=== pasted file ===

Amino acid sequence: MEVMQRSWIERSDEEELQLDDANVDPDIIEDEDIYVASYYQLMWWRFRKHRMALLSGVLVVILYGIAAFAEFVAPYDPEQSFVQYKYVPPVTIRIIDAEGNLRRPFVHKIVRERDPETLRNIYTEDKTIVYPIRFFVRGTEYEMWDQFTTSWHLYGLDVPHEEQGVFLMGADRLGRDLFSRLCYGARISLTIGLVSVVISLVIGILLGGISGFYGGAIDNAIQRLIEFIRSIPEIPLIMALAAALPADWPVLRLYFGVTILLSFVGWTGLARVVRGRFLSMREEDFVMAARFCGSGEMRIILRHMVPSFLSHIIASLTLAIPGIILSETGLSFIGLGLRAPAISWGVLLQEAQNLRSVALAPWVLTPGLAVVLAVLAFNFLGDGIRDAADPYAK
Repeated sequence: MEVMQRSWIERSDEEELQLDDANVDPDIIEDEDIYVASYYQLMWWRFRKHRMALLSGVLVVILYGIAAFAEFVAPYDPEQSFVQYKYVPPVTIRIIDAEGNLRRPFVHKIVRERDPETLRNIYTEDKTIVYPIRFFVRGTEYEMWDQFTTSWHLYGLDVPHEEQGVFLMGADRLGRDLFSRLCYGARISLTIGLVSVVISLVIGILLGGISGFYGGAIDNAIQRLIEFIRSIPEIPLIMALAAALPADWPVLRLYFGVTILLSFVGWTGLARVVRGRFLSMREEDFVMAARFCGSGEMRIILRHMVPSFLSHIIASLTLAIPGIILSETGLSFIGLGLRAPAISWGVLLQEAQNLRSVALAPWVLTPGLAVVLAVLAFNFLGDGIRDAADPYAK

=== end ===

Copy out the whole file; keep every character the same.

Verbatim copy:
Amino acid sequence: MEVMQRSWIERSDEEELQLDDANVDPDIIEDEDIYVASYYQLMWWRFRKHRMALLSGVLVVILYGIAAFAEFVAPYDPEQSFVQYKYVPPVTIRIIDAEGNLRRPFVHKIVRERDPETLRNIYTEDKTIVYPIRFFVRGTEYEMWDQFTTSWHLYGLDVPHEEQGVFLMGADRLGRDLFSRLCYGARISLTIGLVSVVISLVIGILLGGISGFYGGAIDNAIQRLIEFIRSIPEIPLIMALAAALPADWPVLRLYFGVTILLSFVGWTGLARVVRGRFLSMREEDFVMAARFCGSGEMRIILRHMVPSFLSHIIASLTLAIPGIILSETGLSFIGLGLRAPAISWGVLLQEAQNLRSVALAPWVLTPGLAVVLAVLAFNFLGDGIRDAADPYAK
Repeated sequence: MEVMQRSWIERSDEEELQLDDANVDPDIIEDEDIYVASYYQLMWWRFRKHRMALLSGVLVVILYGIAAFAEFVAPYDPEQSFVQYKYVPPVTIRIIDAEGNLRRPFVHKIVRERDPETLRNIYTEDKTIVYPIRFFVRGTEYEMWDQFTTSWHLYGLDVPHEEQGVFLMGADRLGRDLFSRLCYGARISLTIGLVSVVISLVIGILLGGISGFYGGAIDNAIQRLIEFIRSIPEIPLIMALAAALPADWPVLRLYFGVTILLSFVGWTGLARVVRGRFLSMREEDFVMAARFCGSGEMRIILRHMVPSFLSHIIASLTLAIPGIILSETGLSFIGLGLRAPAISWGVLLQEAQNLRSVALAPWVLTPGLAVVLAVLAFNFLGDGIRDAADPYAK